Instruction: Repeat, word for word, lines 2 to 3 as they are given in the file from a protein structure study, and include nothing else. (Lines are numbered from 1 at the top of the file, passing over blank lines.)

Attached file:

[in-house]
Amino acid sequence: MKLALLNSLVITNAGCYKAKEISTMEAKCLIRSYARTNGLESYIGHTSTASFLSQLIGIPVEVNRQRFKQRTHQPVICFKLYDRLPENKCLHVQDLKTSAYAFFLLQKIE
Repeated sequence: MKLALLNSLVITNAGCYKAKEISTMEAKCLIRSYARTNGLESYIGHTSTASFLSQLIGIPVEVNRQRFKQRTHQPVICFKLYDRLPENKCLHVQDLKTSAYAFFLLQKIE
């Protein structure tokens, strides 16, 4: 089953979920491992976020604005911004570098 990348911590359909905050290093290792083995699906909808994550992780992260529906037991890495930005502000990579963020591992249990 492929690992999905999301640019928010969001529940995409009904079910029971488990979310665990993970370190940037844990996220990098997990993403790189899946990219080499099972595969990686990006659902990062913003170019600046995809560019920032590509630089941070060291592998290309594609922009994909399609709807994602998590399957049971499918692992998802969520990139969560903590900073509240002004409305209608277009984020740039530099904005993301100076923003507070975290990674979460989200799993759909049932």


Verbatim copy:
Amino acid sequence: MKLALLNSLVITNAGCYKAKEISTMEAKCLIRSYARTNGLESYIGHTSTASFLSQLIGIPVEVNRQRFKQRTHQPVICFKLYDRLPENKCLHVQDLKTSAYAFFLLQKIE
Repeated sequence: MKLALLNSLVITNAGCYKAKEISTMEAKCLIRSYARTNGLESYIGHTSTASFLSQLIGIPVEVNRQRFKQRTHQPVICFKLYDRLPENKCLHVQDLKTSAYAFFLLQKIE